Tony Cavanaugh’s DEAD GIRL SING

Dead Girl Sing

I was mightily impressed with Tony Cavanaugh’s PROMISE and it narrowing missed by Top 10 books of the year. Second novels can be a bit tricky and after the accolades heaped on PROMISE I’m sure the pressure was on to deliver, which Tony Cavanaugh does it spades.

Consequently he ruins another major tourist spot in Queensland. PROMISE showed how the Sunshine Coast and Noosa could be the perfect playground for a serial killer. This time we move south to the Gold Coast and Schoolies Week. Already known for its sins and sinners Cavanaugh shows just how dark it can get.

Darian Richards reluctantly returns. When his phone rings he knows who it is before he answers it. He knows he can’t ignore the call. He already saved this girl from one killer and if she is in trouble again he will do absolutely everything to help her. But when he arrives on the Gold Coast he finds the bodies of two girls and the person he has gone to help has vanished.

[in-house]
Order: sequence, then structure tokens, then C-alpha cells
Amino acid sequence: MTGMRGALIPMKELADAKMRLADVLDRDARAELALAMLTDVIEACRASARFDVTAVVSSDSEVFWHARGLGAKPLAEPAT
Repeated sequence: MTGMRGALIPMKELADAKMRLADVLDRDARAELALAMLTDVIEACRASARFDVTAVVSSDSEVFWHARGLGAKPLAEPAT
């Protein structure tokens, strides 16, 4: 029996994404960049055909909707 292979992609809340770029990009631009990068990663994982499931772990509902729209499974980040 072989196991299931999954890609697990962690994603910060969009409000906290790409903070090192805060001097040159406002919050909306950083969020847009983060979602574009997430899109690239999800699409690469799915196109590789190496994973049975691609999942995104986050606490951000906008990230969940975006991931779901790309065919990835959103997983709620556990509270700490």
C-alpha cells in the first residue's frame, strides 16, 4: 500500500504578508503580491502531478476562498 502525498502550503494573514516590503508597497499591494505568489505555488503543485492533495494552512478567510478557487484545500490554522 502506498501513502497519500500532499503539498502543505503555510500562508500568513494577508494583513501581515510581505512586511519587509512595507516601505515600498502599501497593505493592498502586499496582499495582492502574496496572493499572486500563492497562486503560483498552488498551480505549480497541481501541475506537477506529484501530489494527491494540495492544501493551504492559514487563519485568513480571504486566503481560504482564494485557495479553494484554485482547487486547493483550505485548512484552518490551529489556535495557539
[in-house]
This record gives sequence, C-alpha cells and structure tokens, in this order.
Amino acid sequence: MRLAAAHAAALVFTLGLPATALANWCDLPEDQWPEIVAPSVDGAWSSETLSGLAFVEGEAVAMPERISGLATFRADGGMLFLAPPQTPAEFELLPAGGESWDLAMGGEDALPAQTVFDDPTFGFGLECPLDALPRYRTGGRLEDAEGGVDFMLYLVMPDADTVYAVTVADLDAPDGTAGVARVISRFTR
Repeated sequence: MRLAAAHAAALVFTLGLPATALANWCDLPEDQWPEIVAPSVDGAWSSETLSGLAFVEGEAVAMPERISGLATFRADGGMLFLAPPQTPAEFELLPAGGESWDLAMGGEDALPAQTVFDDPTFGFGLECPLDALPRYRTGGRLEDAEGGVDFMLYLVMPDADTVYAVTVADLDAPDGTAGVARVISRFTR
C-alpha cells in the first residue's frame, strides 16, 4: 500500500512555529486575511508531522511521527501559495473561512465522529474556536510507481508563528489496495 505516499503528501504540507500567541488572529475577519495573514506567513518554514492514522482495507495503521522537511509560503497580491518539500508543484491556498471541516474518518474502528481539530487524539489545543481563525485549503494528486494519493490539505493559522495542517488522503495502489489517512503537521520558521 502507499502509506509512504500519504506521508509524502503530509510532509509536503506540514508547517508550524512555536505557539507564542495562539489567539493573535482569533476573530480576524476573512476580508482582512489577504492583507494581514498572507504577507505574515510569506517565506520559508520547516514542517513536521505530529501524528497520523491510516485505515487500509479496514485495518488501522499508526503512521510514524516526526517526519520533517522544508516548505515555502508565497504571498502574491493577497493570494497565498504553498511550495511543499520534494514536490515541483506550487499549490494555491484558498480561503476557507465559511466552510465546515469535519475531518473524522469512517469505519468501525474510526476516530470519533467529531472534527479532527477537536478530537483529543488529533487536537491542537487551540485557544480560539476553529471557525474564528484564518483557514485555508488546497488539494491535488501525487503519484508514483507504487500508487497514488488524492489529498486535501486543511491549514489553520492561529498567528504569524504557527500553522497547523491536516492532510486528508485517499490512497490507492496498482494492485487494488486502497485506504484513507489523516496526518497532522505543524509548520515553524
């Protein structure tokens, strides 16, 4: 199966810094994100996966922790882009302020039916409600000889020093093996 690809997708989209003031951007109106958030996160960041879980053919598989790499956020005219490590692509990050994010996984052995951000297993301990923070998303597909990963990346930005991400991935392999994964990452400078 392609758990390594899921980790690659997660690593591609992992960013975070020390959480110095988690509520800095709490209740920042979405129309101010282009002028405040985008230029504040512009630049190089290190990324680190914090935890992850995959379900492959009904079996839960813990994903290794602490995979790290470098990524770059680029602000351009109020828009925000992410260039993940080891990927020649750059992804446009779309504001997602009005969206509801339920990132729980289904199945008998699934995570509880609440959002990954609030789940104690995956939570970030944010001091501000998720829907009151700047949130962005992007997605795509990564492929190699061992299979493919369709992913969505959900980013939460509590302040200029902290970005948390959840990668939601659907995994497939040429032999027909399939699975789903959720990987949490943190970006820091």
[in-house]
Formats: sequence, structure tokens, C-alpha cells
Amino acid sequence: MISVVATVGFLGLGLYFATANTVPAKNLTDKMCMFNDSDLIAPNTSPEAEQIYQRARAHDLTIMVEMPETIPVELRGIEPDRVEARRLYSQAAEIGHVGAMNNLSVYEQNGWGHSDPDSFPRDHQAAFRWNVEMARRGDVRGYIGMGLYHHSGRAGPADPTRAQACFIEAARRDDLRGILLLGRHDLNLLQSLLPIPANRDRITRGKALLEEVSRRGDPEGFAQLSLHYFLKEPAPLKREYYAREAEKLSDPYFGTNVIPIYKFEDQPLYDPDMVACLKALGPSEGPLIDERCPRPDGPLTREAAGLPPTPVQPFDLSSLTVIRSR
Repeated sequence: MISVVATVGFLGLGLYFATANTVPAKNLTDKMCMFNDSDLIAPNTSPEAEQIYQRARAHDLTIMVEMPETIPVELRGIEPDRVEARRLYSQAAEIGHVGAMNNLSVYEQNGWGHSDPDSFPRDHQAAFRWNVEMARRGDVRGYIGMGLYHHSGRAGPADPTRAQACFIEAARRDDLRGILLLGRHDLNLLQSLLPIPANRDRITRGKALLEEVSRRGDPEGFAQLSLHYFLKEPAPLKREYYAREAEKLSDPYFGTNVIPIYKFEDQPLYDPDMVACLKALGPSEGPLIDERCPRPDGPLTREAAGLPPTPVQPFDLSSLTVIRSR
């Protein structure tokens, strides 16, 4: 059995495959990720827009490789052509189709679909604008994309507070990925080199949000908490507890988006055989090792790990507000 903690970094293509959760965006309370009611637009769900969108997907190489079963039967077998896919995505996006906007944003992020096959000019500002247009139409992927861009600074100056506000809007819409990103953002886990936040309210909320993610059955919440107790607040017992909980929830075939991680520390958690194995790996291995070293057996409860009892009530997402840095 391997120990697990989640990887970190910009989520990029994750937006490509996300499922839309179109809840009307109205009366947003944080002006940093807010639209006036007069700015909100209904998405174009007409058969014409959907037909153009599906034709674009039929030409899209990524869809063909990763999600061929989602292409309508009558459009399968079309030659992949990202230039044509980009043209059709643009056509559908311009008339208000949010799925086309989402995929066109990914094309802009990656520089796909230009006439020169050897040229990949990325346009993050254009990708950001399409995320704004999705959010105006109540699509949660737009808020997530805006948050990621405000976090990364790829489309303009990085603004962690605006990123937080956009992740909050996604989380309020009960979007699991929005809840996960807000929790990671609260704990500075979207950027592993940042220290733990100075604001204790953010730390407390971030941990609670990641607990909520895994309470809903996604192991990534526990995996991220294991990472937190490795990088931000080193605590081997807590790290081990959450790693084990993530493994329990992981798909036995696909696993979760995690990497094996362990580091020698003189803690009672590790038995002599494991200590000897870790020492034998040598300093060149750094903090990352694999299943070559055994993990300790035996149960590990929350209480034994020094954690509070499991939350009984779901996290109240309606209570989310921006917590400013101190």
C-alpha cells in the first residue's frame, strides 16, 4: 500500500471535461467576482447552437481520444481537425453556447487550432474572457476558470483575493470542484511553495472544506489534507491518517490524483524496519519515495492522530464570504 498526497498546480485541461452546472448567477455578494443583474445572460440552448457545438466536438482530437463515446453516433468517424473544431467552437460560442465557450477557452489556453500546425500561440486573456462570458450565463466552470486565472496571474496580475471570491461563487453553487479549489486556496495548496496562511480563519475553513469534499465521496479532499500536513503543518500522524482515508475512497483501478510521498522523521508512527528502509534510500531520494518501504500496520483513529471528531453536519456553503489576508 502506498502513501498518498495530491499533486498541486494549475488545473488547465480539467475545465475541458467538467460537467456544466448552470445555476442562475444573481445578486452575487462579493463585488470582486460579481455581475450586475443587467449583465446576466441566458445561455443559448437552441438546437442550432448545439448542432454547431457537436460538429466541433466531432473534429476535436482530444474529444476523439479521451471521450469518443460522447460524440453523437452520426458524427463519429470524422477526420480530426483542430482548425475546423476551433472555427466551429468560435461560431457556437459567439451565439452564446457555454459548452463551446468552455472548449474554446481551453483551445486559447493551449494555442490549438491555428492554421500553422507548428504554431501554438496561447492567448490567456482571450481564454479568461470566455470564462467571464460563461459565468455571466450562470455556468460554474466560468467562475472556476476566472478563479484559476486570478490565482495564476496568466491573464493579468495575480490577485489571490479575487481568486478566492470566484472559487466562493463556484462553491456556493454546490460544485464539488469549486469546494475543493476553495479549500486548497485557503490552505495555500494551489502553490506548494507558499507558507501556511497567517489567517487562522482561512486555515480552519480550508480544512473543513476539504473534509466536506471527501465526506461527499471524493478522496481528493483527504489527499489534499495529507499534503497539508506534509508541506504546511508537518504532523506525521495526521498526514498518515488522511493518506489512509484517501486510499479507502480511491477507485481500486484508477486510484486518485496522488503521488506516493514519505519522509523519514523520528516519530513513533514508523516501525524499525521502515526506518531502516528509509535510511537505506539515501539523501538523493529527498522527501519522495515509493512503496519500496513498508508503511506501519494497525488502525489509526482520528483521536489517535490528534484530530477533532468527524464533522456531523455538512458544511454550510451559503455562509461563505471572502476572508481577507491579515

I literally tore through this book. It is utterly relentless. Cavanaugh again trawls through the dark recesses of humanity and you can’t look away. If there was any doubt that a new talent in the crime genre had arrived then this reaffirms all the deserved praise. Cavanaugh isn’t emulating any established international crime writers, he is joining them in his own unique right and I already can’t wait to read more books starring Darian Richards.

ISBN: 9780733627880
ISBN-10: 0733627889
Classification: Crime & mystery
Format: Paperback (230mm x 155mm x 25mm)
Pages: 304
Imprint: Hachette Australia
Publisher: Hachette Australia
Publish Date: 26-Feb-2013
Country of Publication: Australia

3 thoughts on “Tony Cavanaugh’s DEAD GIRL SING

  1. Is this seriously the first novel set during Schoolies? I know there is the play “Blurred” but I was wondering when someone was going to tap that rich narrative environment in a novel.

  2. Hi Jon, while I thought Dead Girl Sing had merit, and the setting was a real strength, I wasn’t taken with this book. While Darian Richards works well as a character, the author’s use of first-person narrative from other characters’ points of view did not ring true for me, especially in the case of the twenty-something Brazilian born Starlight, who talks like a man!

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